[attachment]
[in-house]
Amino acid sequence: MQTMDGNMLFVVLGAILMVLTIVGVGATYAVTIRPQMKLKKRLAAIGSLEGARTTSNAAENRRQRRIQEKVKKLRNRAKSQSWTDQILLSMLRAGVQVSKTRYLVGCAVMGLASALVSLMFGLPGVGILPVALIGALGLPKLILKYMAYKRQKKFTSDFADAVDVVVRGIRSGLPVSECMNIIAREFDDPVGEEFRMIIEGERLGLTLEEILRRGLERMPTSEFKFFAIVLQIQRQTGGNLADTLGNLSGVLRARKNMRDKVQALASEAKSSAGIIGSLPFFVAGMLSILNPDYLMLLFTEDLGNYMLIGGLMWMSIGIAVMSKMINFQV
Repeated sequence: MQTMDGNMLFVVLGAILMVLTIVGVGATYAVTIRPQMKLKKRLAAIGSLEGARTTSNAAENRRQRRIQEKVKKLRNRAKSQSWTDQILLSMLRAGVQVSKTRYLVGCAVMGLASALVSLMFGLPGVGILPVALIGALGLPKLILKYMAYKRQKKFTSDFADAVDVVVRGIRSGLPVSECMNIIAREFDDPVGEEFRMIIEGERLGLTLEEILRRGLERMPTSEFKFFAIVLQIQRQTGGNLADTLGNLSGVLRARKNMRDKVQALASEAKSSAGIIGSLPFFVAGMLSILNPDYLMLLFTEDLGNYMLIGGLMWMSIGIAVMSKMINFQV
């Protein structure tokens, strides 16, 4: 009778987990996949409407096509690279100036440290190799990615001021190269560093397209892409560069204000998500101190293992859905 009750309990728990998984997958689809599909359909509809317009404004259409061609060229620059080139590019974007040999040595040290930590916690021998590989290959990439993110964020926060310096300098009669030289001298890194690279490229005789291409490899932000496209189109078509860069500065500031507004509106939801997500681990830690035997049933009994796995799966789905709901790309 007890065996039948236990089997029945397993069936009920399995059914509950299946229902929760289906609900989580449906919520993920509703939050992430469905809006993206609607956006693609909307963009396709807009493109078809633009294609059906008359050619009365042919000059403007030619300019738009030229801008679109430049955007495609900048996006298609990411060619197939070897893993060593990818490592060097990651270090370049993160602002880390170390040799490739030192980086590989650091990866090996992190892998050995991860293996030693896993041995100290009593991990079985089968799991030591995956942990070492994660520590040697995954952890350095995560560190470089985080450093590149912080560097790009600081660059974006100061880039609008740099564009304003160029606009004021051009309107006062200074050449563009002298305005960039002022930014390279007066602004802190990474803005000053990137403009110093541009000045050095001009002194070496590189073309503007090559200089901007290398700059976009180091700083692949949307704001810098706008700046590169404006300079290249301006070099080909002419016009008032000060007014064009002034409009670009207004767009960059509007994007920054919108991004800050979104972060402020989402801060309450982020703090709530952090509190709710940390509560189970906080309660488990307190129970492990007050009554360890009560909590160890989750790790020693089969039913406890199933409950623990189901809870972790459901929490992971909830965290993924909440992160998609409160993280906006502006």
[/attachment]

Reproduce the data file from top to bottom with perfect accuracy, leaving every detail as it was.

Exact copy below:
[in-house]
Amino acid sequence: MQTMDGNMLFVVLGAILMVLTIVGVGATYAVTIRPQMKLKKRLAAIGSLEGARTTSNAAENRRQRRIQEKVKKLRNRAKSQSWTDQILLSMLRAGVQVSKTRYLVGCAVMGLASALVSLMFGLPGVGILPVALIGALGLPKLILKYMAYKRQKKFTSDFADAVDVVVRGIRSGLPVSECMNIIAREFDDPVGEEFRMIIEGERLGLTLEEILRRGLERMPTSEFKFFAIVLQIQRQTGGNLADTLGNLSGVLRARKNMRDKVQALASEAKSSAGIIGSLPFFVAGMLSILNPDYLMLLFTEDLGNYMLIGGLMWMSIGIAVMSKMINFQV
Repeated sequence: MQTMDGNMLFVVLGAILMVLTIVGVGATYAVTIRPQMKLKKRLAAIGSLEGARTTSNAAENRRQRRIQEKVKKLRNRAKSQSWTDQILLSMLRAGVQVSKTRYLVGCAVMGLASALVSLMFGLPGVGILPVALIGALGLPKLILKYMAYKRQKKFTSDFADAVDVVVRGIRSGLPVSECMNIIAREFDDPVGEEFRMIIEGERLGLTLEEILRRGLERMPTSEFKFFAIVLQIQRQTGGNLADTLGNLSGVLRARKNMRDKVQALASEAKSSAGIIGSLPFFVAGMLSILNPDYLMLLFTEDLGNYMLIGGLMWMSIGIAVMSKMINFQV
């Protein structure tokens, strides 16, 4: 009778987990996949409407096509690279100036440290190799990615001021190269560093397209892409560069204000998500101190293992859905 009750309990728990998984997958689809599909359909509809317009404004259409061609060229620059080139590019974007040999040595040290930590916690021998590989290959990439993110964020926060310096300098009669030289001298890194690279490229005789291409490899932000496209189109078509860069500065500031507004509106939801997500681990830690035997049933009994796995799966789905709901790309 007890065996039948236990089997029945397993069936009920399995059914509950299946229902929760289906609900989580449906919520993920509703939050992430469905809006993206609607956006693609909307963009396709807009493109078809633009294609059906008359050619009365042919000059403007030619300019738009030229801008679109430049955007495609900048996006298609990411060619197939070897893993060593990818490592060097990651270090370049993160602002880390170390040799490739030192980086590989650091990866090996992190892998050995991860293996030693896993041995100290009593991990079985089968799991030591995956942990070492994660520590040697995954952890350095995560560190470089985080450093590149912080560097790009600081660059974006100061880039609008740099564009304003160029606009004021051009309107006062200074050449563009002298305005960039002022930014390279007066602004802190990474803005000053990137403009110093541009000045050095001009002194070496590189073309503007090559200089901007290398700059976009180091700083692949949307704001810098706008700046590169404006300079290249301006070099080909002419016009008032000060007014064009002034409009670009207004767009960059509007994007920054919108991004800050979104972060402020989402801060309450982020703090709530952090509190709710940390509560189970906080309660488990307190129970492990007050009554360890009560909590160890989750790790020693089969039913406890199933409950623990189901809870972790459901929490992971909830965290993924909440992160998609409160993280906006502006």